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So, I have seen many questions here asking whether it is a good idea to use AIC/BIC for determining the optimal number of hidden states for an HMM. What about the number of observable states though?

In my case, I am using a discrete HMM, where I quantised the continuous time-series observation signal to obtain a sequence of discrete emissions. I train a number of HMMs and then use the AIC to find the "best" one. Each HMM has a different number of hidden states (3 to 9) and a different number of values an observation can possibly be assigned after the quantisation (4 to 128).

When I use AIC, it barely makes a difference as for large number of states, the log-likelihood is too low (-2000) to compare to the punishment the AIC induces because of the free parameters. Also, the log-likelihood is always better (around -300) for low number of states.

Does after this make sense to use AIC, or should I just compare the different models (with different number of free parameters) only using the log-likelihood?

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  • $\begingroup$ If I am getting your setup right, you cannot compare AICs as you effectively have incomparable likelihoods because you are fitting different data (different observed states). Curiously, I attended a research seminar yesterday on precisely this topic. $\endgroup$ – Richard Hardy Feb 24 '17 at 20:15
  • $\begingroup$ I know you cannot compare likelihoods of data of different length, but I hadn't thought that if the observations belong to sets of different sizes they are also not comparable. Could you elaborate, maybe share resources from that seminar? It would be very helpful. Also, if that's the case, what could I possibly use instead of AIC? $\endgroup$ – DimP Feb 25 '17 at 3:05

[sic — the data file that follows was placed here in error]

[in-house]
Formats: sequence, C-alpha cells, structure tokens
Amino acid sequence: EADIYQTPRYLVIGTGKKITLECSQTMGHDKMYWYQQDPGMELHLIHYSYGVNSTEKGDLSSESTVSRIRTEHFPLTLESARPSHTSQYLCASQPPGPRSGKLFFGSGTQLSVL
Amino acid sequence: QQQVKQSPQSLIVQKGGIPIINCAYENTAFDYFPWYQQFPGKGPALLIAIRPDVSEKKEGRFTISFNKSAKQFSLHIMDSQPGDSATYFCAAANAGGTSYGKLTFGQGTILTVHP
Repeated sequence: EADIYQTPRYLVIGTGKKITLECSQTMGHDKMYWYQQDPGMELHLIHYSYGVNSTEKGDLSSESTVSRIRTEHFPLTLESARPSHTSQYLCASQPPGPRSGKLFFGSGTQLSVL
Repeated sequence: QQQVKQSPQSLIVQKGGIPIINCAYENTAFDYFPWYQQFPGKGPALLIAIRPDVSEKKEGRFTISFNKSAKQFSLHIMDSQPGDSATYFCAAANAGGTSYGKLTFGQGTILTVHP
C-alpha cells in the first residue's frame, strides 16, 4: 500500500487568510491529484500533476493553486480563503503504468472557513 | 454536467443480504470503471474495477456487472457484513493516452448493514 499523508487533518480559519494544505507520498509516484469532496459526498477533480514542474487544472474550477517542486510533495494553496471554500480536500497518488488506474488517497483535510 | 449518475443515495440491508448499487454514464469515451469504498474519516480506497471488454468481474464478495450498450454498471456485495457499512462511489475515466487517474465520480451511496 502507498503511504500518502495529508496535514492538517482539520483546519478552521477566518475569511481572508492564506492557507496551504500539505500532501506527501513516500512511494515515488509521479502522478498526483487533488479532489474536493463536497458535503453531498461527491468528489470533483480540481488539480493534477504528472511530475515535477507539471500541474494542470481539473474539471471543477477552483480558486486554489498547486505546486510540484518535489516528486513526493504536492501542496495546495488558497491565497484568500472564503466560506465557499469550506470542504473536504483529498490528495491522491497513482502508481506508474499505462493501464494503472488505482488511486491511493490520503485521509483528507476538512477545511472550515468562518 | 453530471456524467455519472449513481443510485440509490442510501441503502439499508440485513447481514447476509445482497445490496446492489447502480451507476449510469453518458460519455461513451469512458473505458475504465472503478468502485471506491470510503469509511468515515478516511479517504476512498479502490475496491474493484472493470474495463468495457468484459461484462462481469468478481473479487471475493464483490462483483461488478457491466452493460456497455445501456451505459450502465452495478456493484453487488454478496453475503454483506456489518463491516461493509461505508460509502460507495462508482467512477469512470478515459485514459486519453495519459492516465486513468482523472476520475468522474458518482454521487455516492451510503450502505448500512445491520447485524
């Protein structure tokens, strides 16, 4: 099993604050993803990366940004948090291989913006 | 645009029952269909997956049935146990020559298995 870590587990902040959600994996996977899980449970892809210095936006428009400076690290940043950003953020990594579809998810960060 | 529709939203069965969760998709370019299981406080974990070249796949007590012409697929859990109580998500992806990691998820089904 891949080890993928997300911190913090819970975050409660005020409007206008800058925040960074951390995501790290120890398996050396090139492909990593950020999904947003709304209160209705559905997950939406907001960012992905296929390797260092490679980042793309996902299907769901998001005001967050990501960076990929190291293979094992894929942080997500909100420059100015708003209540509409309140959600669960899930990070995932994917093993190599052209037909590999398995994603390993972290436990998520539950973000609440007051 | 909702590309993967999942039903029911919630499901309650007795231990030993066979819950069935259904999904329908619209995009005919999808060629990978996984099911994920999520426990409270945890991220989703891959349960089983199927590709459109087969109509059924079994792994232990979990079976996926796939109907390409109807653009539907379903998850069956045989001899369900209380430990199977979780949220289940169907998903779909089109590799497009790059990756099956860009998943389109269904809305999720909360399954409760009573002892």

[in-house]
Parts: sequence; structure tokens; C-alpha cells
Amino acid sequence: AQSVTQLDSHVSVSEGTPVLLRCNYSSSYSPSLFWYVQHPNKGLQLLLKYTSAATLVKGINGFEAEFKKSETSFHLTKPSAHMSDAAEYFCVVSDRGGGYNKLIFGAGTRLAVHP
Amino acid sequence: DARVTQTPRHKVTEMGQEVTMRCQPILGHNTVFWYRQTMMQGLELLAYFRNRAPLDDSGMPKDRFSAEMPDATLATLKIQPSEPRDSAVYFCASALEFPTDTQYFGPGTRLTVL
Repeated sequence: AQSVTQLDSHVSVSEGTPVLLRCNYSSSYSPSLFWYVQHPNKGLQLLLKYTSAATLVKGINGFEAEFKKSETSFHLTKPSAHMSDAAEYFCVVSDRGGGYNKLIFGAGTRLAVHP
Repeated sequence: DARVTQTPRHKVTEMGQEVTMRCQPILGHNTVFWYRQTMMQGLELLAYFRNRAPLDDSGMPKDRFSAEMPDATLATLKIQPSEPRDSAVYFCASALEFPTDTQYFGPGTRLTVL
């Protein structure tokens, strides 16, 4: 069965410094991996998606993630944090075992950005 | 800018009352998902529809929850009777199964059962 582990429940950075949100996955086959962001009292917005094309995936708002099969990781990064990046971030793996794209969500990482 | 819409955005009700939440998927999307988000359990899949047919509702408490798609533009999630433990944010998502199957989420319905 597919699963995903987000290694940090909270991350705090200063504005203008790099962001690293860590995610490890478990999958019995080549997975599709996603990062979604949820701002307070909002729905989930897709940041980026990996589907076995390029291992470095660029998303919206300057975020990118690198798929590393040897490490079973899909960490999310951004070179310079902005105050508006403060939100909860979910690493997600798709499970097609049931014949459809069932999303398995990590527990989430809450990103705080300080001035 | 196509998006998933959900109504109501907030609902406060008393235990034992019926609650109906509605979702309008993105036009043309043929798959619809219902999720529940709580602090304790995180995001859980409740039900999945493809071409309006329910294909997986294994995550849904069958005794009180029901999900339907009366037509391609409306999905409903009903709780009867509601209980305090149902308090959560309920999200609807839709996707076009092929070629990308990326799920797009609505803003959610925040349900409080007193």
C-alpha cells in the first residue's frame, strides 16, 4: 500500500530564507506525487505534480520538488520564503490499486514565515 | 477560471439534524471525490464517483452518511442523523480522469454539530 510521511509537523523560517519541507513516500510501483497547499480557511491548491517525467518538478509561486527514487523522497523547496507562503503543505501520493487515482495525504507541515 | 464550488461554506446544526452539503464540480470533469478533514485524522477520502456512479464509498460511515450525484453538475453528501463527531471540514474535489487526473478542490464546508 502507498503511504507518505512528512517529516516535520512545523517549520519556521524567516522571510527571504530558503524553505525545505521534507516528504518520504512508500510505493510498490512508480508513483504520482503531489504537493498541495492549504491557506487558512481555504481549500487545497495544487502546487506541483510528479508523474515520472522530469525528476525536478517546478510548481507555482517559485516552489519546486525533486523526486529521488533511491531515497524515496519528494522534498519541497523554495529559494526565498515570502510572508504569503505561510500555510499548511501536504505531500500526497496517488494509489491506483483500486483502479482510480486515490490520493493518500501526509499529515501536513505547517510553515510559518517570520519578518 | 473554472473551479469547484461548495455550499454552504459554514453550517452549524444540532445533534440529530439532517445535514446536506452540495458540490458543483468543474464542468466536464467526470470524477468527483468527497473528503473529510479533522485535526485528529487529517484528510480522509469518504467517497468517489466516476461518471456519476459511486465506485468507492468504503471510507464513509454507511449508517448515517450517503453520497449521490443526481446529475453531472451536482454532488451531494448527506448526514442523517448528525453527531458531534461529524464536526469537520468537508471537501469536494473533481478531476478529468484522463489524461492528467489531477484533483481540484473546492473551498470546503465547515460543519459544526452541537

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    $\begingroup$ I cannot find a research paper that would correspond to the seminar talk, but the idea is the following: if you have underlying data $x$ and later categorize it in two different ways to form $y=f(x)$ and $z=g(x)$ (both of which are based on the same $x$, but on two different coarser scales due to two different categorizations), you cannot directly compare the likelihood of $y$ and $z$, even though the underlying variable is $x$ in both cases. $\endgroup$ – Richard Hardy Feb 25 '17 at 9:20
  • $\begingroup$ @RichardHardy thanks for your answer, I think it covers well enough my question. I cannot upvote your comments, but should be able to mark it as a accepted if you convert it to an answer. I guess then I'll have to find another way of comparing the models. $\endgroup$ – DimP Feb 25 '17 at 18:14
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AIC is based on likelihood, and the likelihood has to be calculated for the same set of observations. If you have underlying data $x$ and later categorize it in two different ways to form $y=f(x)$ and $z=g(x)$ (both of which are based on the same $x$, but are measured on two different relatively coarse scales due to two different categorizations), then you cannot directly compare the likelihoods - nor AIC - of $y$ and $z$.

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